Pariente's book is great, and he himself was a top-notch historian of the sport. He was also very kind and helpful to this track & field fan when in Paris. Like Garry, my French is passable, but not fluent, but he never cared. He also wrote a very nice history of the Olympic Games.


Pariente's two books are treasures. When they were up for sale at a TFN site back in the late 70s, I acquired both with some difficulty - as I was then living in "a third world country". The capsule biographies of famous athletes, cartoons, and photos, add to the books values to a student of history in its widest sense.
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Re: Re:

Postby dj » Fri Aug 24, 2012 5:14 am

noone wrote:By the way Nigel Richards, a New Zealander who now represents Malaysia has just won the North American Championshop for the 3rd time!


You give great comfort to the typo-afflicted. If a scrabble master can typo, that takes the rest of us off the hook! :)
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Re: track and field historians

Postby Powell » Fri Aug 24, 2012 5:40 am

That's coz you don't use a keyboard while playing Scrabble
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Re: track and field historians

Postby wamego relays champ » Mon Nov 12, 2012 2:03 am

tandfman wrote:
BisonHurdler wrote:
bambam wrote:Probably is in the top echelon of academic sports historians in the US. John Lucas would merit mention with him, but John is older and no longer producing much original work. There are several others, also tend to be older now.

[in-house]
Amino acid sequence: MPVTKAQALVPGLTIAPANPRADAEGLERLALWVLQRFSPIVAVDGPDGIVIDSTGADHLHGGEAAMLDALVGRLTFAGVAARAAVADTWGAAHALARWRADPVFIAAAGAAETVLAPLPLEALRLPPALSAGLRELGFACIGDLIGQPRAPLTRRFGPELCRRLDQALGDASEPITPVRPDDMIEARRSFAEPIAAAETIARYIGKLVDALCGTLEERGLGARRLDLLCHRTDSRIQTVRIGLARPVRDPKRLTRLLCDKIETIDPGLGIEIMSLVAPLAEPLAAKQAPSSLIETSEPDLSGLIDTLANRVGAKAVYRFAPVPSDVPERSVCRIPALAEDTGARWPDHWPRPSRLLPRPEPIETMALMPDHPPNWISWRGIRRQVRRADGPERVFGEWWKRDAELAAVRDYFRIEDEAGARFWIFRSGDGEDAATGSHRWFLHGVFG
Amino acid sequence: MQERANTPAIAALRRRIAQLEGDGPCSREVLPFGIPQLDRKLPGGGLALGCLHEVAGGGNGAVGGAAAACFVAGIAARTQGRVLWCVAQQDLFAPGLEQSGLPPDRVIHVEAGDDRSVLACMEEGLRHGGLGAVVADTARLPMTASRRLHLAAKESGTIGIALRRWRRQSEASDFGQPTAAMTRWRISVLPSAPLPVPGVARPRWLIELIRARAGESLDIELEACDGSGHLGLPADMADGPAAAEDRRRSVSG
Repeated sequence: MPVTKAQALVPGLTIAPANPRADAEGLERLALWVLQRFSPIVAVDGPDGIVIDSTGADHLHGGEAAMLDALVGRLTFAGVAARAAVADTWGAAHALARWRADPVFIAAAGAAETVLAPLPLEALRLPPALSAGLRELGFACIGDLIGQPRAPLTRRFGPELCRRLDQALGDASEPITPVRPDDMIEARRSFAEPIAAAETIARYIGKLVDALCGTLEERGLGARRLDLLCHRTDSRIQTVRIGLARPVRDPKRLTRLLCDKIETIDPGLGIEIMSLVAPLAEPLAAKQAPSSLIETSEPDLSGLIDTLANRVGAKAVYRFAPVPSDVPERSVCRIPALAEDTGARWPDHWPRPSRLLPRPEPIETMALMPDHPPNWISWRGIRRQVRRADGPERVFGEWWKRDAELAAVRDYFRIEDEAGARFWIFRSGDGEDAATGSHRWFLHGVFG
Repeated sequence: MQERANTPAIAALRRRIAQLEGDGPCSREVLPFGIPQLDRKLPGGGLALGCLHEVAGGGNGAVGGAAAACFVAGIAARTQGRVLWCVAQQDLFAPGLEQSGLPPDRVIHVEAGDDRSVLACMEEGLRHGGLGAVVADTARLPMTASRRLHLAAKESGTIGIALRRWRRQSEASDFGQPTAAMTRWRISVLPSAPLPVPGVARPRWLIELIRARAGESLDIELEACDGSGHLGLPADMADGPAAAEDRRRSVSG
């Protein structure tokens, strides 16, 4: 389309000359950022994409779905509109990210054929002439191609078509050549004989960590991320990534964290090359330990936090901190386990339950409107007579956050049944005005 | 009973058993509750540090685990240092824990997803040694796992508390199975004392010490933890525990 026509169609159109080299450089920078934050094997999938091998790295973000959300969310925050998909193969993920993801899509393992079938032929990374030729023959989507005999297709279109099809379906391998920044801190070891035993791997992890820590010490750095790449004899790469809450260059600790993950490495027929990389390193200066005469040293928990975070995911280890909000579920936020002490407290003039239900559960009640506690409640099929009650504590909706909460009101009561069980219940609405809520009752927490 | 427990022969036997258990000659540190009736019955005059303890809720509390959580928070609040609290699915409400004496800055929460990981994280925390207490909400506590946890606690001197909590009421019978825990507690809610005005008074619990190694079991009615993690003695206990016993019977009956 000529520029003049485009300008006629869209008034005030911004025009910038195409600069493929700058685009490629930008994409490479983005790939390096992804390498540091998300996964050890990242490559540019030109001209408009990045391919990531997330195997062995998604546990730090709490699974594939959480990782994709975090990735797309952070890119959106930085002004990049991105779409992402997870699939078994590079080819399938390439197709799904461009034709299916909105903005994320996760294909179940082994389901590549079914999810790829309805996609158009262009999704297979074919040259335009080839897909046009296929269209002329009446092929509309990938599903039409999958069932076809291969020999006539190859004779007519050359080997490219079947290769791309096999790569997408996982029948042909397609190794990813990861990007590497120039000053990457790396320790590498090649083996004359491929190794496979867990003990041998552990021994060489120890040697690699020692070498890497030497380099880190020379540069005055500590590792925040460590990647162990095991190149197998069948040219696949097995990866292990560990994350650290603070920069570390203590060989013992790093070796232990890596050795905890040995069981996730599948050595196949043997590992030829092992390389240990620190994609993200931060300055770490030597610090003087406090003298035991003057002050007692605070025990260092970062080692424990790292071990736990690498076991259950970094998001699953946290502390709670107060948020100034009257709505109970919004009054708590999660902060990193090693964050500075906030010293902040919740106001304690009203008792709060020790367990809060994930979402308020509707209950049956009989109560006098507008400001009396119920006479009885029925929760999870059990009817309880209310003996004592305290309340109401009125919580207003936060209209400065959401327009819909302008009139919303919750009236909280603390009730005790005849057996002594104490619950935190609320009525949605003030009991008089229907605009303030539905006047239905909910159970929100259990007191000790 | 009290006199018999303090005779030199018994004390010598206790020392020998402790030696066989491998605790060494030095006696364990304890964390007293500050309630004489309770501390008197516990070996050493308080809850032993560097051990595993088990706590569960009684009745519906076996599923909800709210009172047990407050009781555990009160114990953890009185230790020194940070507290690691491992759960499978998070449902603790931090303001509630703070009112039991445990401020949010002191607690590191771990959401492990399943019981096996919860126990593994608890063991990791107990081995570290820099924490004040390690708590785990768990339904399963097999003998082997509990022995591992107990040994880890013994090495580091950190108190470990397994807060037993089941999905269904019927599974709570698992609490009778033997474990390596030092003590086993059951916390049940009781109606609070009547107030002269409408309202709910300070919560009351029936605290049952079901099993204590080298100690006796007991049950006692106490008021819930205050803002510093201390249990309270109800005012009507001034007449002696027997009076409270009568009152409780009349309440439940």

I had the privilege of taking History of the Modern Olympics while I was at Penn State, taught by John Lucas. He had already retired "officially", but still came back to teach that class.

Great stories (obviously), and it was a class I skated through (I guess being a track/Olympics nerd pays off sometimes).

During our discussion of the '88 games, he nearly broke out in tears (this was tempered by visible anger, however) when explaining the whole Ben Johnson thing. His description of "the yellow-eyed monster!" was not to be missed.

I just saw the sad news that John Lucas has Alzheimer's.

http://www.columbiamissourian.com/stori ... ic-legend/


And according to a release from Penn State linked a the home page, John Lucas passed away on Friday November 09.
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Re: track and field historians

Postby bambam » Mon Nov 12, 2012 6:58 pm

John was my roommate at 3 Olympics - 1996, 2000, and 2004. I have known him since 1980. Until he developed dementia he sent me a letter (real-live old-fashioned letter) almost every week after his wife died. He went downhill very fast after his wife's death in 2010. He was a kind, kind man. He was a good runner as a young man, ran several Boston Marathons, and competed in the Olympic Trials in the 10K in 1952. He coached track & XC at Penn State for about 10 years from about 1958-67 before turning exclusively to sports history. One thing he was very proud of was that he ran a 10K on every Olympic track from 1960-2004 the day before the Opening Ceremony of the Olympics, always getting permission from the Organizing Committee and/or the IOC. We were able to get Jayne Pearce (LOCOG 2012 Media Director, formerly with the IAAF and Atlanta 1996) to send him some London 2012 memorabilia this summer. I hope he was able to know what they meant and that they brought him some solace in his final days. I'll miss him and miss those weekly letters.